can you join the military with allergies
General Military Questions

Can You Join The Military With Allergies? It Depends…

Can you join the military with allergies?

The U.S. Armed Forces consider many different health factors during enlistment that may impact service.

As a result, some medical conditions may disqualify you for military service, while others will not.

Learn more about common allergies and how they correlate to military service, below.

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Can You Join The Military With Allergies?

joining the military with allergies

There are many steps to joining the U.S. military.

First, recruits who are interested in the Armed Forces must complete a series of background investigations.

These include comprehensive medical and psychological examinations designed to examine the overall health of the service member.

For this reason, the U.S. Armed Forces examine new recruits at Military Entrance Processing Stations (MEPS) before enlistment.

New recruits are asked to complete a questionnaire that lists off a series of health conditions, including allergies.

As a result, the U.S. Armed Forces will ask if you have any of the following:

  • Food Allergies
  • Drug Allergies
  • Insect Allergies
  • Pet Allergies

Can you join the military with common allergies?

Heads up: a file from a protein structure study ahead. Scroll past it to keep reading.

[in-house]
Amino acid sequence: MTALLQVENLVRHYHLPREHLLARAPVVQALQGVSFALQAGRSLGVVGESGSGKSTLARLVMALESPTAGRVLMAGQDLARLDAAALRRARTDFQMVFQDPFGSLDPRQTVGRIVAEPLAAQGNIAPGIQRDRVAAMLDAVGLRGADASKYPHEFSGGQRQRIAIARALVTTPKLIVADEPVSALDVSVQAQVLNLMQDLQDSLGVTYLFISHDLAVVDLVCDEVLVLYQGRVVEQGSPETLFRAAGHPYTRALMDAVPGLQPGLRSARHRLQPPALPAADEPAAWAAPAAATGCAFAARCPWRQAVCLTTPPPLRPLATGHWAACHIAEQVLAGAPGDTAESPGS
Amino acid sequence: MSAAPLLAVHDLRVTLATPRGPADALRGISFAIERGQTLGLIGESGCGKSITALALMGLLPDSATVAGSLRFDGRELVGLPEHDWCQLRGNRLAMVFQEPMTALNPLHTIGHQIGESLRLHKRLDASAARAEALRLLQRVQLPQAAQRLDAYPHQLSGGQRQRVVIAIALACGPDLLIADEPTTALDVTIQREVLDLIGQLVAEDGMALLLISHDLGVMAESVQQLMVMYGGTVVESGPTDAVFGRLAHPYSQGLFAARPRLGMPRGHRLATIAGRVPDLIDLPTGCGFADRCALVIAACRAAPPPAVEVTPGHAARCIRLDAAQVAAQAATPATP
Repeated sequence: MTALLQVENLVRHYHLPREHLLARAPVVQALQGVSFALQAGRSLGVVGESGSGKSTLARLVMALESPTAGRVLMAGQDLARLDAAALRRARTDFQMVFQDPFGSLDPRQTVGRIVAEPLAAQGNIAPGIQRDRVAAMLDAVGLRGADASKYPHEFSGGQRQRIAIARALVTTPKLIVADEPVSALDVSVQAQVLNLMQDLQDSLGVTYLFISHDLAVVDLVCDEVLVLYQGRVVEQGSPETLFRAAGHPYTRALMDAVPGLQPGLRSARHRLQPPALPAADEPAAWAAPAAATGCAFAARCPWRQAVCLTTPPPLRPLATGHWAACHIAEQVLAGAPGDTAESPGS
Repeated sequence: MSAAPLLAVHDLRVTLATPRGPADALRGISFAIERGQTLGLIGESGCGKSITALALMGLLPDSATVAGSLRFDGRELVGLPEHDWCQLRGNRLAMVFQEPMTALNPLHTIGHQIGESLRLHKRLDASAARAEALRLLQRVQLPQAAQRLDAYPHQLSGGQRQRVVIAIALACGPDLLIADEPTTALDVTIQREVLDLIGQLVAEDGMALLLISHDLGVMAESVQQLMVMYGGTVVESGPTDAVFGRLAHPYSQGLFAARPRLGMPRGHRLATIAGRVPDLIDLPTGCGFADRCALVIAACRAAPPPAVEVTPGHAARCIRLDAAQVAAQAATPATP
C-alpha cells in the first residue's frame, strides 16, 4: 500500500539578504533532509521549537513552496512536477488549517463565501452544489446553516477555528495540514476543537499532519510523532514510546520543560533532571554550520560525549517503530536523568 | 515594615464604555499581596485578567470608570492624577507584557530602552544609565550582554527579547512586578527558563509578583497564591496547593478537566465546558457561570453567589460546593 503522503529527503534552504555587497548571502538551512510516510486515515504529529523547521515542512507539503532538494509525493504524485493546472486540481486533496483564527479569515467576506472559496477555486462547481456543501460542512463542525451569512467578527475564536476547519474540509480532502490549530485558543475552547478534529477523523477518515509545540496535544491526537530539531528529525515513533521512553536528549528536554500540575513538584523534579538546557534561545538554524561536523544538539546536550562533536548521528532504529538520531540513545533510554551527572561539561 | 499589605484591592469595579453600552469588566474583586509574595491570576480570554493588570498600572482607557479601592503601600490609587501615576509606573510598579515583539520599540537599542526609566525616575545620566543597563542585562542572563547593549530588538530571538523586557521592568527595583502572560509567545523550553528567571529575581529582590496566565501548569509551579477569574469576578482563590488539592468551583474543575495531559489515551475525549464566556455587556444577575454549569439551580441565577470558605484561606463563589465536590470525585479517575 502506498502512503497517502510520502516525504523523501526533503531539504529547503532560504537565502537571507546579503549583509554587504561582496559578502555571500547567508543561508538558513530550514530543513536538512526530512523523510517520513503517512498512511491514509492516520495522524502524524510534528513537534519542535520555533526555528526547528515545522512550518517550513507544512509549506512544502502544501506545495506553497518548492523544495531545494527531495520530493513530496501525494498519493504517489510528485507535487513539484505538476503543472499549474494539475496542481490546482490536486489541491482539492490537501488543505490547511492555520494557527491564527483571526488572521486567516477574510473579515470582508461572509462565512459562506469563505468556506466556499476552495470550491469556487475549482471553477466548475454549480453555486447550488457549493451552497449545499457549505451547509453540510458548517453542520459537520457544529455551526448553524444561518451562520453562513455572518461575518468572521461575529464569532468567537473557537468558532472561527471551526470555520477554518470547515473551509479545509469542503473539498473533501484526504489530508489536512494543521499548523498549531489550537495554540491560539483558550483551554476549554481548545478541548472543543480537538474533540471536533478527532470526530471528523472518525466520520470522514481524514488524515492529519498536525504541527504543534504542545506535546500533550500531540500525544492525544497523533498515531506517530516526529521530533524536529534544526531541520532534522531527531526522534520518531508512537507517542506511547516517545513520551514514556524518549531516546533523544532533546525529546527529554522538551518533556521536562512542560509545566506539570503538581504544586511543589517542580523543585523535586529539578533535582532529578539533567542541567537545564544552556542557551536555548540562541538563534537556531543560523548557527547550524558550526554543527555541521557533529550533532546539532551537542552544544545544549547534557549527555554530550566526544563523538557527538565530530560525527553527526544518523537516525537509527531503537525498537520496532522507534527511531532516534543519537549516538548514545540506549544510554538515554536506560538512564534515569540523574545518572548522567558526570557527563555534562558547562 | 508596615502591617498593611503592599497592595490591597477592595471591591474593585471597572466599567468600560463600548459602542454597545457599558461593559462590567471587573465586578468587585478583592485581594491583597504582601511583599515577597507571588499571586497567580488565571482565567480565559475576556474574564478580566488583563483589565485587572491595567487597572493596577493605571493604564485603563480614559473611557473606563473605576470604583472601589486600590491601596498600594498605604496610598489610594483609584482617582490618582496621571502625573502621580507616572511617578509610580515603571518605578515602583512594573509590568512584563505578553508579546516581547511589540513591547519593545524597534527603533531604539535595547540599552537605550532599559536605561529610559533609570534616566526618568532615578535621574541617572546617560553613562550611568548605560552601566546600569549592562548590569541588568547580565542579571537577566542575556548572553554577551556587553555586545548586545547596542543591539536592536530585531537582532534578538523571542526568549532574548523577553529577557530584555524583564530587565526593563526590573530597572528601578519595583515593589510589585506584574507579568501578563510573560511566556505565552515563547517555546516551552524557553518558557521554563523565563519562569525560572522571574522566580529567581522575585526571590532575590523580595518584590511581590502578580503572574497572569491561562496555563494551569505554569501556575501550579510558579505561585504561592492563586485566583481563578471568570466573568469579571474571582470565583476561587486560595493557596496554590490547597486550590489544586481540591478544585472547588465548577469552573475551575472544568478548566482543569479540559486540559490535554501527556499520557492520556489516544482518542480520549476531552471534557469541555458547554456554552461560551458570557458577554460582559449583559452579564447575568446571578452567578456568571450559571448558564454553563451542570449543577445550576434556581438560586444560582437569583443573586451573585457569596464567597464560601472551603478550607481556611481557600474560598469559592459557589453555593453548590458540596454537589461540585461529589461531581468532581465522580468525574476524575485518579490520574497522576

In general, it depends on the type of allergy along with the severity of the medical condition.

The military does grant waivers to recruits who have a preexisting condition and can demonstrate that the condition does not impact their perfomance.

Regardless, new recruits must arrive in outstanding physical shape in order to survive basic training and have a rewarding military career.

Learn more about each type of allergic condition and how it may affect military service, below.

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Food Allergies

can you join the military with food allergies

Food allergies affect 1 in 13 children and can remain problematic into adulthood.

Sadly, food allergies are becoming more prevalent in the United States and can even impact military service.

It may seem trivial, but the Armed Forces do disqualify recruits with severe enough food allergies.

The problem with military service is that personnel is often deployed for months, generally in remote or exotic foreign locations.

As a result, it’s not always easy to accommodate service members that require a specific diet.

Furthermore, military deployments are often far from quality medical care in the event of a severe reaction.

Consequently, those with a history of food allergies may be disqualified for military service.

However, the determination is made on a case-by-case basis and really depends on severity.

For example, those who are only sensitive to certain types of food will not be disqualified.

Be that as it may, the definition of “allergy” is not universal among the service branches.

Whereas the United States Army defines allergies as:

“A reliable history of a moderate to severe reaction to common foods, spices, or food additives”

The other military branches are more specific, defining disqualifying allergies as those with reactions that include anaphylaxis.

Accordingly, severe reactions to the following food allergies may be grounds for disqualification:

  • Peanut allergies
  • Fish allergies
  • Shellfish allergies
  • Milk allergies
  • Gluten allergies